Side-effects of drugs 'kill 600 a year'

An estimated 600 people die each year because of the side-effects associated with drugs commonly prescribed to treat arthritic pain, doctors said yesterday, writes Liz Hunt.

They renewed calls to GPs to reduce the number of prescriptions written for the drugs, known as non-steroidal anti-inflammatory drugs (NSAIDs). The drugs increase the risk of bleeding from ulcers in the gastrointestinal tract. About 30,000 people are admitted to hospital each year with the condition and about 3,000 of them die. Between 20 per cent and 30 per cent of fatalities are related to NSAIDs use.

Dr Duncan Colin-Jones, a gastroenterologist at the Queen Alexandra Hospital, Portsmouth, said that GPs were aware of the risk, but there had been no drop in the number of prescriptions written. There are 24 million prescriptions written annually for NSAIDs. On average a GP will write 1,000 prescriptions for one month's treatment each year.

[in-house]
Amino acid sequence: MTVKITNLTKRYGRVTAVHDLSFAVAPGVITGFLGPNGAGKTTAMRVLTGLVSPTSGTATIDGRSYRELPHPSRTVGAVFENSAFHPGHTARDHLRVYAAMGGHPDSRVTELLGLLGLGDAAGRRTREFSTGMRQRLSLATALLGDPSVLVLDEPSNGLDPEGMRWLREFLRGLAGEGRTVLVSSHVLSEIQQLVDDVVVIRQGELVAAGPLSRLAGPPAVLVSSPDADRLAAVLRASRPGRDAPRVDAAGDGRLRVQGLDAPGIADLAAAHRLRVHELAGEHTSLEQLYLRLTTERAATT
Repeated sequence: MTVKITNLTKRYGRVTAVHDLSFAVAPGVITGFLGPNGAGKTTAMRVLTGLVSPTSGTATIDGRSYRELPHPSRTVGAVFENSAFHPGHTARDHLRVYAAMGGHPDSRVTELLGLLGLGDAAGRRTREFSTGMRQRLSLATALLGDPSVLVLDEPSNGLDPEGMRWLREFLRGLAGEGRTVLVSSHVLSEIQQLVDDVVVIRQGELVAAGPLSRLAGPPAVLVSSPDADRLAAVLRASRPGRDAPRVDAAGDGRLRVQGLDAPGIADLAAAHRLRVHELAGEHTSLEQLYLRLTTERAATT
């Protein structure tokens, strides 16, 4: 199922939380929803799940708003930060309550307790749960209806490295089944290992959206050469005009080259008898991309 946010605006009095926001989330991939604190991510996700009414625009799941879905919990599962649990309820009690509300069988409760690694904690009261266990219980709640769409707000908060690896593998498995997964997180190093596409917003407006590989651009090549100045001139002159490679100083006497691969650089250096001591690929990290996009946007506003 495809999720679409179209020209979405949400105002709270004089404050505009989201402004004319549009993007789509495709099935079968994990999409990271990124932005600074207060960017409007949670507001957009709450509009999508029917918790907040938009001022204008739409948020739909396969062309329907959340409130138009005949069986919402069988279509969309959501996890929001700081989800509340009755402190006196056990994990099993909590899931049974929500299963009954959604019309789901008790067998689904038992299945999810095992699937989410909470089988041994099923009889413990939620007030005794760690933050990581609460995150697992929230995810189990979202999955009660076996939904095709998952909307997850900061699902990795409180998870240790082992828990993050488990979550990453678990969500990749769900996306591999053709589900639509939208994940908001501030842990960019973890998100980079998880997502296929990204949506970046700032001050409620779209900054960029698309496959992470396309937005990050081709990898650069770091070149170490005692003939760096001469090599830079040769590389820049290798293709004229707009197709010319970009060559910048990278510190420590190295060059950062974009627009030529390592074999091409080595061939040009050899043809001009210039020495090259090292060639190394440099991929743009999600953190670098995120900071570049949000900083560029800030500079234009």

Dr Colin-Jones will present results of a new study to members of the British Society of Gastroenterology at their meeting in Warwick, which opens today. The study, sponsored by the Medical Research Council, involved more than 1,000 people from five cities. Overall, people who had taken an NSAID were twice as likely to suffer bleeding from an ulcer in the stomach or duodenum than a patient in a control group.

Dr Colin-Jones urged GPs to consider prescribing alternative drugs for arthritic conditions. If NSAIDs were necessary, GPs should choose the lower risk drugs and use them at low dose, such as low-dose aspirin, he said.

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